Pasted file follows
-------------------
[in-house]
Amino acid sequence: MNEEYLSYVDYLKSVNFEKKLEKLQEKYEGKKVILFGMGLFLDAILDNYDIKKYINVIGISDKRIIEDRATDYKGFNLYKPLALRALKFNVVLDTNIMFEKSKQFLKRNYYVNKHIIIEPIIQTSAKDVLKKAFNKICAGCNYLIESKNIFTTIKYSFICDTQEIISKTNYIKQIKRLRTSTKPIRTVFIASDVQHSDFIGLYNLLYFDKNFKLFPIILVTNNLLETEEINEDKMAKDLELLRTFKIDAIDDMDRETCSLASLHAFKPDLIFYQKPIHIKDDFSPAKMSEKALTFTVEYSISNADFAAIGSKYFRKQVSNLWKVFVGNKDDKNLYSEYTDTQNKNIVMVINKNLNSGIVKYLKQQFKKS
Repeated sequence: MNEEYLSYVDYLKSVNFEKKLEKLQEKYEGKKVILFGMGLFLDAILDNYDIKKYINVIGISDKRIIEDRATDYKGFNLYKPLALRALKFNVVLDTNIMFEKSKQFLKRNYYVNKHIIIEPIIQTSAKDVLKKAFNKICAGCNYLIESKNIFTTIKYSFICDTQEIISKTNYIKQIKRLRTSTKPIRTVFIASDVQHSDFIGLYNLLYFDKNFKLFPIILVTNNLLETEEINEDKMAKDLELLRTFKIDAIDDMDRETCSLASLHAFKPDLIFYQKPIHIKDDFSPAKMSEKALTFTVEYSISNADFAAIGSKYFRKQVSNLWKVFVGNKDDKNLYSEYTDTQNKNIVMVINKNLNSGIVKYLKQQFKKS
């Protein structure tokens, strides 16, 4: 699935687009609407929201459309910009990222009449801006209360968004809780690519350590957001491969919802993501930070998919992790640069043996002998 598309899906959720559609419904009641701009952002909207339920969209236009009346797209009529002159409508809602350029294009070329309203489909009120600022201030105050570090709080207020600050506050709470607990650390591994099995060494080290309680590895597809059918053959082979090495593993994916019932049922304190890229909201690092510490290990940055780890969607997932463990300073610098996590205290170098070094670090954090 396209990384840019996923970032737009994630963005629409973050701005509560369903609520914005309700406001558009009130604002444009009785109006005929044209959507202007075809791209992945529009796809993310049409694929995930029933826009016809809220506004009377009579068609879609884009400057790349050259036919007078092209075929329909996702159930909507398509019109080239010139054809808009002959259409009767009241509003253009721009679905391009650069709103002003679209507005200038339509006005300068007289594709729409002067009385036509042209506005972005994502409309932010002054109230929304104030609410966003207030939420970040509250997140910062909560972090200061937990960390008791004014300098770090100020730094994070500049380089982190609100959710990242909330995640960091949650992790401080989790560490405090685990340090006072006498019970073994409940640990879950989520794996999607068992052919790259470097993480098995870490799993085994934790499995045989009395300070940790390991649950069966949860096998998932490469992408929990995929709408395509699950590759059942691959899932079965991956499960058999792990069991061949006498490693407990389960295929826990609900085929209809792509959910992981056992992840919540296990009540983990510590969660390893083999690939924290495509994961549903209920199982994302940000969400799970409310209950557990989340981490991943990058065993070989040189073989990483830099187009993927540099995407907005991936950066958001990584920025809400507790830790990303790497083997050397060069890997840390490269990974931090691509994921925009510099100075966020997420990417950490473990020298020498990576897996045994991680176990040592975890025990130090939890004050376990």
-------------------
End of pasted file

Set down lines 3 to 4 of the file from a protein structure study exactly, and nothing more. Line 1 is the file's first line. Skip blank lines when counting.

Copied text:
Repeated sequence: MNEEYLSYVDYLKSVNFEKKLEKLQEKYEGKKVILFGMGLFLDAILDNYDIKKYINVIGISDKRIIEDRATDYKGFNLYKPLALRALKFNVVLDTNIMFEKSKQFLKRNYYVNKHIIIEPIIQTSAKDVLKKAFNKICAGCNYLIESKNIFTTIKYSFICDTQEIISKTNYIKQIKRLRTSTKPIRTVFIASDVQHSDFIGLYNLLYFDKNFKLFPIILVTNNLLETEEINEDKMAKDLELLRTFKIDAIDDMDRETCSLASLHAFKPDLIFYQKPIHIKDDFSPAKMSEKALTFTVEYSISNADFAAIGSKYFRKQVSNLWKVFVGNKDDKNLYSEYTDTQNKNIVMVINKNLNSGIVKYLKQQFKKS
């Protein structure tokens, strides 16, 4: 699935687009609407929201459309910009990222009449801006209360968004809780690519350590957001491969919802993501930070998919992790640069043996002998 598309899906959720559609419904009641701009952002909207339920969209236009009346797209009529002159409508809602350029294009070329309203489909009120600022201030105050570090709080207020600050506050709470607990650390591994099995060494080290309680590895597809059918053959082979090495593993994916019932049922304190890229909201690092510490290990940055780890969607997932463990300073610098996590205290170098070094670090954090 396209990384840019996923970032737009994630963005629409973050701005509560369903609520914005309700406001558009009130604002444009009785109006005929044209959507202007075809791209992945529009796809993310049409694929995930029933826009016809809220506004009377009579068609879609884009400057790349050259036919007078092209075929329909996702159930909507398509019109080239010139054809808009002959259409009767009241509003253009721009679905391009650069709103002003679209507005200038339509006005300068007289594709729409002067009385036509042209506005972005994502409309932010002054109230929304104030609410966003207030939420970040509250997140910062909560972090200061937990960390008791004014300098770090100020730094994070500049380089982190609100959710990242909330995640960091949650992790401080989790560490405090685990340090006072006498019970073994409940640990879950989520794996999607068992052919790259470097993480098995870490799993085994934790499995045989009395300070940790390991649950069966949860096998998932490469992408929990995929709408395509699950590759059942691959899932079965991956499960058999792990069991061949006498490693407990389960295929826990609900085929209809792509959910992981056992992840919540296990009540983990510590969660390893083999690939924290495509994961549903209920199982994302940000969400799970409310209950557990989340981490991943990058065993070989040189073989990483830099187009993927540099995407907005991936950066958001990584920025809400507790830790990303790497083997050397060069890997840390490269990974931090691509994921925009510099100075966020997420990417950490473990020298020498990576897996045994991680176990040592975890025990130090939890004050376990």